The day has come, Microsoft have officially made their own web browser available on Linux in preview. Microsoft Edge on Linux, what a time to be alive.
While it's currently only in a preview form, this now makes Microsoft Edge available for all major desktop and mobile platforms. Microsoft said in the announcement they will be keeping the Linux version up to date in the developer channel, exactly the same as they do for macOS and Windows. Currently, they're supporting Ubuntu, Debian, Fedora, and openSUSE distributions. However, as expected, Arch Linux already has it up in the user repository.
Microsoft noted that the majority of features are in and should behave the same as macOS and Windows. However, the initial release only supports local accounts and does not support online sign in with a Microsoft Account or AAD account and so there's no syncing yet. They said they will be coming in a later preview.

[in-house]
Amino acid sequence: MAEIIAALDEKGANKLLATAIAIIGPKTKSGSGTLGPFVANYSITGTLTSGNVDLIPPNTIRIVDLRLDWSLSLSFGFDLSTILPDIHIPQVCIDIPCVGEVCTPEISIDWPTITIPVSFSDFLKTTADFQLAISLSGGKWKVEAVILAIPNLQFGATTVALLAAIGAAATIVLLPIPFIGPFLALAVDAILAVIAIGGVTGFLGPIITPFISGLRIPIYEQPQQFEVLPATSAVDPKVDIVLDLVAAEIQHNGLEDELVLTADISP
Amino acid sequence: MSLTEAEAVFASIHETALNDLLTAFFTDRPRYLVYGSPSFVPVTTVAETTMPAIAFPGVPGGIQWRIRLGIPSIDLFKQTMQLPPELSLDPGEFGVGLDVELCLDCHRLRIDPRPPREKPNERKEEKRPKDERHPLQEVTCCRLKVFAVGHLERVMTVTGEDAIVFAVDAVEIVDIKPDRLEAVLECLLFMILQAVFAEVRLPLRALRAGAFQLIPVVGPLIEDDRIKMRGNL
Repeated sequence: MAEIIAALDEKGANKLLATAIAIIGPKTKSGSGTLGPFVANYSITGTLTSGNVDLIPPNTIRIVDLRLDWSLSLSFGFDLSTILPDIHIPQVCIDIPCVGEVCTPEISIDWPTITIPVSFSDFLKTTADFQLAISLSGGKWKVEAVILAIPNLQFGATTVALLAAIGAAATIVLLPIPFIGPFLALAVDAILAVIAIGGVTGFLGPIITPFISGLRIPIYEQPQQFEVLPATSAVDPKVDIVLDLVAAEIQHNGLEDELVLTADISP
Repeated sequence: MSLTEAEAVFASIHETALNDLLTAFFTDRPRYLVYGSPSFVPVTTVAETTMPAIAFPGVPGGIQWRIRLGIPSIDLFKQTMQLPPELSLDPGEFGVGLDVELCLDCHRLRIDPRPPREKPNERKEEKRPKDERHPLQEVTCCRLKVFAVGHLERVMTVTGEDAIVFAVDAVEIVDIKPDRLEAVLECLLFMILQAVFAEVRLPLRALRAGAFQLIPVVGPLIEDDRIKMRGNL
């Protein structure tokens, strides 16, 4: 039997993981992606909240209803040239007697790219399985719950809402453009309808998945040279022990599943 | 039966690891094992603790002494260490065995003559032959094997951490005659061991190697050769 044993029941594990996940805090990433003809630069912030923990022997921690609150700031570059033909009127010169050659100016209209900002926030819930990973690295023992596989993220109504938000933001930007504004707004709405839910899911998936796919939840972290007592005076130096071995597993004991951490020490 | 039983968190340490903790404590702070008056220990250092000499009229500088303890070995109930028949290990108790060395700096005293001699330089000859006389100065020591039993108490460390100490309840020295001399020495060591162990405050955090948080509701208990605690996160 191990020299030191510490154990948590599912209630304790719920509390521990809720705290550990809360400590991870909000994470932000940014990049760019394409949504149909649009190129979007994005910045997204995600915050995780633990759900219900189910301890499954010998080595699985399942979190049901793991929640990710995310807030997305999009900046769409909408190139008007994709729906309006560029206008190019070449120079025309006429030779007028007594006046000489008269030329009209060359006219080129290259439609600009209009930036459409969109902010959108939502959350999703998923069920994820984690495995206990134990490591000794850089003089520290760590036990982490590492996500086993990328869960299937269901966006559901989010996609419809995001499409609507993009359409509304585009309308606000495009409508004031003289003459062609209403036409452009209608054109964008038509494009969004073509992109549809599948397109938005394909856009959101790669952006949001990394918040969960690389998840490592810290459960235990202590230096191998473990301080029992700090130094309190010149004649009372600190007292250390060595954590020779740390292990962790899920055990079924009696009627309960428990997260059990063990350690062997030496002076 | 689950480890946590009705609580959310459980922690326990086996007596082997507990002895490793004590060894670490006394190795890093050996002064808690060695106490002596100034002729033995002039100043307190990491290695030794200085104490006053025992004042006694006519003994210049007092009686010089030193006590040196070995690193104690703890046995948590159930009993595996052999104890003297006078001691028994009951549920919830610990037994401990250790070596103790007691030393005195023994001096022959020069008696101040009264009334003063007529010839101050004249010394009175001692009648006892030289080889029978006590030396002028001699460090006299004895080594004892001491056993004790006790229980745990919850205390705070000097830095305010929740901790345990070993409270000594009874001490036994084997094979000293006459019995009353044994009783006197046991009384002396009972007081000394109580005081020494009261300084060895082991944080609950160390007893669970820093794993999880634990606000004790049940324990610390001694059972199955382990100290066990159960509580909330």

I decided to take if for a spin for a while, take some shots and see what all the fuss is about. Here's the initial setup screens:
As a reminder, this is not the first Microsoft application to be put onto Linux. Technically Skype came way before, although that was available for Linux before the Microsoft buyout. Microsoft Teams is also available for Linux, and has been since late 2019. Still, it's a remarkable change for Microsoft overall, who were once seriously hostile to the open source community. Most of that is history now, lessons clearly learned in some places. Microsoft now love Linux right?
See the full post here.
In other Microsoft-related news, Microsoft opened up their Windows calculator application back in early 2019. Now, developers from Uno Platform have ported that over to Linux too because why the heck not. You can grab that from the Snap store if you want to try it.